Merry Christmas!

 Posted by on 25 December 2008 at 8:11 am  Fun, Literature
Dec 252008

Merry Christmas!

Here are two questions for you:

1. What do you like most about your Christmas this year?

2. What will you do differently next year to have an even better Christmas?

Personally, I’m most looking forward to our traditional Christmas dinner with some friends from 1FROG at the always-fantastic Opus Restaurant in Littleton.

Unfortunately, I won’t be doing much else with my day. Paul left bright and early this morning to go to work; he’ll be done around 3 pm. I’m slated to do a full measure of dissertation writing today, as chapter seven has taken me a bit longer than I supposed, albeit for the very good reason that I’ve had develop some major new ideas in it.

Next year, I plan to enjoy Christmas by having more of a Christmas. I’d like to put up some decorations, as well as do some holiday-inspired cooking. That will be possible because I’ll be a doctor of philosophy, rather than a mere dissertating grunt of a graduate student!

Oh, and I almost forgot: Here’s a truly delightful tale — no kidding this time — that I read for the first time just a few weeks ago: “Merry Gravmas” by James P. Hogan. It’s a short short story, but quite memorable: I’ve found myself mulling over the prospect of such a rational future more than a few times since I first read it.

Hence, Merry Gravmas!

PajamasMedia Discussion of Atlas Shrugged

 Posted by on 15 October 2008 at 6:52 am  Literature
Oct 152008

The widely-read group blog Pajamas Media has reposted the Dr. Helen Smith essay on Atlas Shrugged and “going John Galt”.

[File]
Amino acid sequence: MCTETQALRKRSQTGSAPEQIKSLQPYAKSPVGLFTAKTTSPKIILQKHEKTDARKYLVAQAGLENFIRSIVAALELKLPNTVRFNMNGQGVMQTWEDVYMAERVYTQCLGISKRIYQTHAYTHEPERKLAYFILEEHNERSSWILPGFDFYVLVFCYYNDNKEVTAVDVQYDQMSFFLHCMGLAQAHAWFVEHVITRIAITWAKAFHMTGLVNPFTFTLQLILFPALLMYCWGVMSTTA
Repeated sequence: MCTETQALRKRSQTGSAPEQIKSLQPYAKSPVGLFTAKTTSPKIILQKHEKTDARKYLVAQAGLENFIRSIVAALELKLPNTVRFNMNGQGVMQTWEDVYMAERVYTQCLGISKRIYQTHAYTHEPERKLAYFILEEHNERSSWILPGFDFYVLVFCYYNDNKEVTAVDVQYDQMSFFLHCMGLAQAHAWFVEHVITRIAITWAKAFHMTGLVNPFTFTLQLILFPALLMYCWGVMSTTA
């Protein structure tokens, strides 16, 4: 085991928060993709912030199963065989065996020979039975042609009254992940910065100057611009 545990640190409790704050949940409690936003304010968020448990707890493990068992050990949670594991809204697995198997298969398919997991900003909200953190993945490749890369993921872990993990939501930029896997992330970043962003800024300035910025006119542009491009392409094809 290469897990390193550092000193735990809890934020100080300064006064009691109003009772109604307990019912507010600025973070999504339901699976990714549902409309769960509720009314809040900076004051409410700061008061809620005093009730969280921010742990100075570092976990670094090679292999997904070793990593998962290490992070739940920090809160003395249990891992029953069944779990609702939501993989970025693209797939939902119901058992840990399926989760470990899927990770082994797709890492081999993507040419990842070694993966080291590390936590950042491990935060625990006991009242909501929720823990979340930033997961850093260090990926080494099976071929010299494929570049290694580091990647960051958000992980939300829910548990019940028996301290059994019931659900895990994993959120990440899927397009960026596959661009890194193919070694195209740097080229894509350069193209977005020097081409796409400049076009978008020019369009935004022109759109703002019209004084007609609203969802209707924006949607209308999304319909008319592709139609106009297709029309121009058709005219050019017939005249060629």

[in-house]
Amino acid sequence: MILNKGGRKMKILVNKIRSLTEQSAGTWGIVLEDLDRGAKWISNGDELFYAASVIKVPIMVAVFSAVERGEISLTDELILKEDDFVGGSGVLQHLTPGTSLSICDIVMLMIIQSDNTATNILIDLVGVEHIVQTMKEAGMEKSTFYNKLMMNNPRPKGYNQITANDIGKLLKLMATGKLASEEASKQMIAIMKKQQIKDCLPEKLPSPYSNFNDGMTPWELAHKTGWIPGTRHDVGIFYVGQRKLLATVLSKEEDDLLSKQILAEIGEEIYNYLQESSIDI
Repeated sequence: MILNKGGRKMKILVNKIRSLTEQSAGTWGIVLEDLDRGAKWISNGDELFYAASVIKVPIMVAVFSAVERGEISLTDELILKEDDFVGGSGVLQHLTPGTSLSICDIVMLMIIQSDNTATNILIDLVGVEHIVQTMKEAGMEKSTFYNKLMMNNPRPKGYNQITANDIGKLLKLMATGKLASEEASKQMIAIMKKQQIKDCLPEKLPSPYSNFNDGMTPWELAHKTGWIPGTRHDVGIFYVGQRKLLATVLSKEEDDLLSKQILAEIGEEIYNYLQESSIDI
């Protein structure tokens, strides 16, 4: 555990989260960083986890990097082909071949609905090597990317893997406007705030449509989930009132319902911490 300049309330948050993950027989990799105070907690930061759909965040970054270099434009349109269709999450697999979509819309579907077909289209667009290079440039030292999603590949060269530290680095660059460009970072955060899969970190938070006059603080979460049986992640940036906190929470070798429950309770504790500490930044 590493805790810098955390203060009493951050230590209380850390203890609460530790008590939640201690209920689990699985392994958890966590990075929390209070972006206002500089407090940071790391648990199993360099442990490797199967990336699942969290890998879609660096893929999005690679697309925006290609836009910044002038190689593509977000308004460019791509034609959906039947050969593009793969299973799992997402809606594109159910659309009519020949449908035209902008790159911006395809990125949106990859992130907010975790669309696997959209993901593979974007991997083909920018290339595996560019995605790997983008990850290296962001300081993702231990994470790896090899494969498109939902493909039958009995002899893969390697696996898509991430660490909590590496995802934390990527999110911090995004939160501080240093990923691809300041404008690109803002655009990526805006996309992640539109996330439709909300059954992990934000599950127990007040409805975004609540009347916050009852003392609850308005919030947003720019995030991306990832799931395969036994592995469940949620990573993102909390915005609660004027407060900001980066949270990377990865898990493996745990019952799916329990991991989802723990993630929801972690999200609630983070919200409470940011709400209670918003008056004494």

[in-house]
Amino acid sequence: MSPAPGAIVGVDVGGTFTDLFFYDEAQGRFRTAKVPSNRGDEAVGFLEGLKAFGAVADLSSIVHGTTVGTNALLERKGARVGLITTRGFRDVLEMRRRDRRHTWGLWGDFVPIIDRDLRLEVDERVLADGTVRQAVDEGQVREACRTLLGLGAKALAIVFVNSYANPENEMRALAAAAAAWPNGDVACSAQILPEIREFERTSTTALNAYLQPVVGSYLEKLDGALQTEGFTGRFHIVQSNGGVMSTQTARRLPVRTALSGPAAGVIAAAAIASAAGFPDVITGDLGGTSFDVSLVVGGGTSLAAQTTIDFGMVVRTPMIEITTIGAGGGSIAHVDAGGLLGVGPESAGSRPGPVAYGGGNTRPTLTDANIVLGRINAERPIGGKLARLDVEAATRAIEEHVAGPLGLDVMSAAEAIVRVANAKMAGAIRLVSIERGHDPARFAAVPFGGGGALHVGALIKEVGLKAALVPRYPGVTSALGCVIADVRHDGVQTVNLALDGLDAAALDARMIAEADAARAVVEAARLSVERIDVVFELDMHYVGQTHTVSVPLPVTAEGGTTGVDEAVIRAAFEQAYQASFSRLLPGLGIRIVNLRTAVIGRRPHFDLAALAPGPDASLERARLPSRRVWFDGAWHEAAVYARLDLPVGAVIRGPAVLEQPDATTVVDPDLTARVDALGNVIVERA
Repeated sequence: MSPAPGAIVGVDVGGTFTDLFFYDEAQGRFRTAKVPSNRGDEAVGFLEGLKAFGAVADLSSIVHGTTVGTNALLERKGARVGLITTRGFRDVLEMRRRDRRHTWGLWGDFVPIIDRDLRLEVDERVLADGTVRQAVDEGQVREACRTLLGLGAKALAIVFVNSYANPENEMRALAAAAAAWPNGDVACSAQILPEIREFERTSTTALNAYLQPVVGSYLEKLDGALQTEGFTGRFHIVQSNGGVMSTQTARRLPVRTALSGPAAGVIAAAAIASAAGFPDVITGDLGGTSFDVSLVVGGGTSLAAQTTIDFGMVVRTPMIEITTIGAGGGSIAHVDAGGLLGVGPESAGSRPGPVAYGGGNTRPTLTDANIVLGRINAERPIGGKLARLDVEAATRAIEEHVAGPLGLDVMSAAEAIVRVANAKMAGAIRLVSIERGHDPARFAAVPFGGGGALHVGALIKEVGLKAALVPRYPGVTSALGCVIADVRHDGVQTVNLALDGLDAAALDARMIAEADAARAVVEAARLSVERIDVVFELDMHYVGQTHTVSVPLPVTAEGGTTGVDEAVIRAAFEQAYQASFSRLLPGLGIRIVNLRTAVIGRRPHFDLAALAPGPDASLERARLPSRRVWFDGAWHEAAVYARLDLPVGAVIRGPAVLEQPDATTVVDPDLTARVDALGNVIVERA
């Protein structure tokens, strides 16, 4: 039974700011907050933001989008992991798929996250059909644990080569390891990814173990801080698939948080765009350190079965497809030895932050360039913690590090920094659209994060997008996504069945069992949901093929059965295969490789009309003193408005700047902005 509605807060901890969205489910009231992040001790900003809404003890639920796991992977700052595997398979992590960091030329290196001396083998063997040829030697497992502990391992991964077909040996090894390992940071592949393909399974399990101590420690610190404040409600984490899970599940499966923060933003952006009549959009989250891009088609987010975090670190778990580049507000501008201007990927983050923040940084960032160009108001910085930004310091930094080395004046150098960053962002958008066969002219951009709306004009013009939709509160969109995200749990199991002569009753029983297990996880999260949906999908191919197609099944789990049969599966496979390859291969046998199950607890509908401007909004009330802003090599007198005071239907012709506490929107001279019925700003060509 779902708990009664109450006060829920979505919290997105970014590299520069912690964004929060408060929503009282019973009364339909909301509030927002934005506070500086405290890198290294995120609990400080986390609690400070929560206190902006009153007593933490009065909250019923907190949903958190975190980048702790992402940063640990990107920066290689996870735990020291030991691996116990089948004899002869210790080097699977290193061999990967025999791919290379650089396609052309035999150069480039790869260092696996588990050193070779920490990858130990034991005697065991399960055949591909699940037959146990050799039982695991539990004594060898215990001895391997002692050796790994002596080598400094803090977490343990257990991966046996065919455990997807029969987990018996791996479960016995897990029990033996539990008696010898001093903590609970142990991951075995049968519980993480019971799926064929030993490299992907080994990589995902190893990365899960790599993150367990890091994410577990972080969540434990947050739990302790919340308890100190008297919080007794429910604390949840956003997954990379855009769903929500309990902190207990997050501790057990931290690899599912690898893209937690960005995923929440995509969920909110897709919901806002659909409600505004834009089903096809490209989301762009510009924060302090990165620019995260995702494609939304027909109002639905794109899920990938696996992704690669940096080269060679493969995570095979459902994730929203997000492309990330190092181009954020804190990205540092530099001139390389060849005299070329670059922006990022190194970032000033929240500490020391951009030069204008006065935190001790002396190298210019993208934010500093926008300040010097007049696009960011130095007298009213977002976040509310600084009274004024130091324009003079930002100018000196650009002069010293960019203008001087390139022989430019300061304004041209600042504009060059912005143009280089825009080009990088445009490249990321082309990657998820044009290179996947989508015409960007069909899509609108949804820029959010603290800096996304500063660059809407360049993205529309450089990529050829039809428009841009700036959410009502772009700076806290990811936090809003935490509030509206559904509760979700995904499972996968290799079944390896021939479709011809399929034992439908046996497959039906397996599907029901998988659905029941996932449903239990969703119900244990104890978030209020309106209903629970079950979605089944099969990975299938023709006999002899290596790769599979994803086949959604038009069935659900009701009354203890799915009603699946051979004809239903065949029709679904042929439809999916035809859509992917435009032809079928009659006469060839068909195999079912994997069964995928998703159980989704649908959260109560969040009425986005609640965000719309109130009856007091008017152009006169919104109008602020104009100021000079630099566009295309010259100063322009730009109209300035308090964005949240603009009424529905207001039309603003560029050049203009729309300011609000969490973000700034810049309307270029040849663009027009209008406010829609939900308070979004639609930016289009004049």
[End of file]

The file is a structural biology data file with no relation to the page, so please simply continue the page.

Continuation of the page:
It’s also been linked to by Instapundit, so it’s going to get lots of traffic.

Here’s your chance to comment!

LTE about Ayn Rand in The Telegraph

 Posted by on 14 October 2008 at 4:00 pm  Economics, History, Literature
Oct 142008

The October 14, 2008 edition of the UK paper The Telegraph printed the following letter on Ayn Rand and Atlas Shrugged (towards the bottom of the page):

Sir – Ayn Rand has been mentioned several times in your pages of late, but it is startling how prescient was her novel Atlas Shrugged.

There is the socially responsible banker who went bust because he gave loans to those who needed them, rather than to those who could afford them. There’s the government regulation and takeovers to ensure that failed businesses keep going.

There’s the unthinking desire to cling on to “stability”, and the consensus that it is a global problem and everyone must pull together for the common good.

All is in denial of reality, a rejection of reason. Result: the rational is distrusted; men are guilty of being “unfair” if they value competence and “unfeeling” if they refuse to indulge failure. The individual is subordinated to the national, and the national to the international.

If Rand was right thus far, what of the years ahead? Perhaps the motor of the world is stopping.

Iwan Price-Evans, Enfield, Middlesex

The big question is whether our version will have the same happy ending or not…

Sep 152008

… from the Coalition for Secular Government:

  • Last Wednesday, Ari Armstrong and I attended a fundraising dinner for the Colorado chapter of Republican Majority for Choice. Ari and I were generously invited to the event because of our issue paper, “Amendment 48 Is Anti-Life: Why It Matters That a Fertilized Egg Is Not a Person.”

    I was very impressed with the 200-strong turnout, as well as the commitment to individual rights so clearly expressed by master of ceremonies Hank Brown. The event was a bright spot in our fight against Colorado’s Amendment 48, which would grant full legal rights to fertilized eggs in Colorado’s constitution. I do hope to see more pro-choice Republicans speaking up for reproductive rights within their party.

  • Ari Armstrong’s op-ed — “With Palin, McCain ignores Colorado warning” — was published by the Boulder Weekly. That op-ed was distributed by the Coalition for Secular Government.